Some people feel that apologizing carries deeper psychological ramifications than their words imply.
Apologizing feels far too vulnerable—too threatening even. Non-apologizers find it challenging to set aside their pride long enough to concede their imperfections. They depend on external validation, and therefore, they need to be seen as correct, strong, and powerful. Admitting they are flawed and fallible is thus something they refuse to do.
Offering an Apology Can Feel Like a Sign of Weakness
In sum, refusing to apologize often echoes a conscious or subconscious effort to protect a fragile sense of self. Apologies require a reasonably robust sense of self-worth, and often non-apologizers feel that regrets for their actions significantly threaten their basic sense of identity and self-esteem. They fear it’d open the floodgates to more vulnerability and blame. They’re pathologically afraid of being wrong.
When a person’s sense of self is threatened, they counter-attack and double down on their position. Other times, a self-preservation instinct will lead people to offer a submission—a calculated, face-saving “non-apology apology” that doesn’t suggest proper accountability.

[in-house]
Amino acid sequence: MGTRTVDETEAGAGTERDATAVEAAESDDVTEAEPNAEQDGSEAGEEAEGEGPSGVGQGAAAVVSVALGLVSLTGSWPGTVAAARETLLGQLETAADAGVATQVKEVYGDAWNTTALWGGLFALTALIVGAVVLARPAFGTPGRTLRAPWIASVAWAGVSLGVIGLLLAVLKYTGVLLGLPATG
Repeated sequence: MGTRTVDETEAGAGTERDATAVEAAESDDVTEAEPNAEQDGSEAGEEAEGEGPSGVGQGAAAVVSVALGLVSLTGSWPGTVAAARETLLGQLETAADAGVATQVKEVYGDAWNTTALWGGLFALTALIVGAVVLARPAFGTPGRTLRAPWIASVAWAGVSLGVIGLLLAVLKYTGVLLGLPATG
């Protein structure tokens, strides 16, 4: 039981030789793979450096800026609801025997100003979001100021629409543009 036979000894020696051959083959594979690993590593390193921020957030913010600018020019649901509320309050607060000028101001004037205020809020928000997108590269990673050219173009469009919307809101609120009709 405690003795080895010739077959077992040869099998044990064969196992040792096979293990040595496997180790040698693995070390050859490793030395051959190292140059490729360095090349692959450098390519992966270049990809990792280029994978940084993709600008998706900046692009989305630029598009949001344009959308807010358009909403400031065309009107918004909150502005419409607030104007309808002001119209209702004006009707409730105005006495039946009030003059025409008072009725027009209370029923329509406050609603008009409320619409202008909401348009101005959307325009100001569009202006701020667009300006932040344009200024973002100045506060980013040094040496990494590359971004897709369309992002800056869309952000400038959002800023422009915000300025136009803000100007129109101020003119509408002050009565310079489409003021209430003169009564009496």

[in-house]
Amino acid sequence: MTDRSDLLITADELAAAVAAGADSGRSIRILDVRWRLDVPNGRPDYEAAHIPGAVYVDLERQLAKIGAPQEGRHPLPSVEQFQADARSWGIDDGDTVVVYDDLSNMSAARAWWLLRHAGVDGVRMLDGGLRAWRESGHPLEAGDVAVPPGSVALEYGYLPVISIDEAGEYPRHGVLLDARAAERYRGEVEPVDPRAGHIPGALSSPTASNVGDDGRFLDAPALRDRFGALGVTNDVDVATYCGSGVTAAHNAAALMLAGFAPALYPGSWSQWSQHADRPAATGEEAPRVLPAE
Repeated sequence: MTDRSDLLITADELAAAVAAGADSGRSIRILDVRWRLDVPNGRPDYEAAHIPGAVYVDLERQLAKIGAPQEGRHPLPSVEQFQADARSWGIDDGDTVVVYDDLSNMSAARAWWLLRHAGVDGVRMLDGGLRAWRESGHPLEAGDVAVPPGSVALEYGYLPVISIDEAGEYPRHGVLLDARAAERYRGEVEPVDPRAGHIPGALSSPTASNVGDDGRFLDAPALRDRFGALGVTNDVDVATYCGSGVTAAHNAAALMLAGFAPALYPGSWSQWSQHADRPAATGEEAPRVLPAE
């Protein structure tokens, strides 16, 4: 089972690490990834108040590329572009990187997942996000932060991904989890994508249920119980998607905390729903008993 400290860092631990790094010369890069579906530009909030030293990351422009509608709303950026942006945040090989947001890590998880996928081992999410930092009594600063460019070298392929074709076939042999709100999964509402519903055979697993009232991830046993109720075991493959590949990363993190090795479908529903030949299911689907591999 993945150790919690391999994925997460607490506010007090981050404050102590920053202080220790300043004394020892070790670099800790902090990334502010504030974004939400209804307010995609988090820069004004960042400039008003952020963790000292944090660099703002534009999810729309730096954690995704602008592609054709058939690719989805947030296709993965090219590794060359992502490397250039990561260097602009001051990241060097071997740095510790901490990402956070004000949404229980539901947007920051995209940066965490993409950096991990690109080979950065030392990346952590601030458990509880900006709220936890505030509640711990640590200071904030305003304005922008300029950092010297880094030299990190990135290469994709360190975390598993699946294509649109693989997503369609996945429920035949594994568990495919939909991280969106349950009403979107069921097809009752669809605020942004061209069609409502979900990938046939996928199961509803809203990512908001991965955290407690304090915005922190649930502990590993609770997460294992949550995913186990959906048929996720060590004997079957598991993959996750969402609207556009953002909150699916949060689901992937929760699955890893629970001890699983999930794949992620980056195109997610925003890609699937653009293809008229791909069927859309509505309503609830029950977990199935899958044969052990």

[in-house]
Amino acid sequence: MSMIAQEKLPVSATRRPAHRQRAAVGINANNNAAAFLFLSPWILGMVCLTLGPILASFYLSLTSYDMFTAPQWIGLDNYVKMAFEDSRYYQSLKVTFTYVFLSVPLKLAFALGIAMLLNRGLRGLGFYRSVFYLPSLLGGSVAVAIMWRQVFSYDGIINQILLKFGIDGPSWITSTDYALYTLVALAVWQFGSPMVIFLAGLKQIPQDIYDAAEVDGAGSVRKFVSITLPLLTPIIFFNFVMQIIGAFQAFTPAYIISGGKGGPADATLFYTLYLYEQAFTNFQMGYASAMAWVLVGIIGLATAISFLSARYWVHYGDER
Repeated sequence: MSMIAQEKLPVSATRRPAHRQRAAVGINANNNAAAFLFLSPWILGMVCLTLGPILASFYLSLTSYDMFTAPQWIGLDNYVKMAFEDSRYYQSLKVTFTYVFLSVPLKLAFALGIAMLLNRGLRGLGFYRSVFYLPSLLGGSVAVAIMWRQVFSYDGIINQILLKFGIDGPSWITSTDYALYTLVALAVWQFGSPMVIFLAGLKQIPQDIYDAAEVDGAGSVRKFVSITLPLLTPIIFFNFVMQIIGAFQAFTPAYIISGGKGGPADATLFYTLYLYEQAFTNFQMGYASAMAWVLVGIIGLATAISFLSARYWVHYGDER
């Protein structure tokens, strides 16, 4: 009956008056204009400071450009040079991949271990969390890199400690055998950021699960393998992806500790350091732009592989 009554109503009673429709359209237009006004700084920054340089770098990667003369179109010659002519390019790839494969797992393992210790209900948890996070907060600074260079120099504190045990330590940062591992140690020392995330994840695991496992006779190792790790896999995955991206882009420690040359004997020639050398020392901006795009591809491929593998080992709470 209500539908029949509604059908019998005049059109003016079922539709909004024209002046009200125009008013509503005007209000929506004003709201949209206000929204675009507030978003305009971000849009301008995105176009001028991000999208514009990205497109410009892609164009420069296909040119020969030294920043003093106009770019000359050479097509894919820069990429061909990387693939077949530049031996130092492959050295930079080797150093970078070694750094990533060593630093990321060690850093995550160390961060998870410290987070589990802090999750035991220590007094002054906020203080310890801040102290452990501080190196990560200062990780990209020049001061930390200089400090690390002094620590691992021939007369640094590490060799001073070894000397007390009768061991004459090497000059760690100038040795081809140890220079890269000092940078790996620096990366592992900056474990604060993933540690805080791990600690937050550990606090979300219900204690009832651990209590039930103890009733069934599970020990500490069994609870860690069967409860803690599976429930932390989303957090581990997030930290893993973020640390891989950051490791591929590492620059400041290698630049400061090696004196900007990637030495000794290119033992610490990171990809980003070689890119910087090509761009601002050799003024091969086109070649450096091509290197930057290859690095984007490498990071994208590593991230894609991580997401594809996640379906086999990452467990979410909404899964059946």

Other non-apologizers can be oblivious to the effect their actions have on others. They don’t apologize because they are unaware that they have something—anything even—to apologize for. They lack empathy and can’t put themselves in the other person’s place.
Idea for Impact: It Takes Strength to Apologize Meaningfully
Learn to work past your fears and resistance to apologizing. Apologizing for the harm you’ve caused and taking responsibility for your mistakes can indeed be a sign of strength.
Effective apologies empathize with the wronged party and address the recipients’ feelings—they don’t need to prove a point. Name what you did wrong, show yourself as regretful, and indicate what might be different in the future.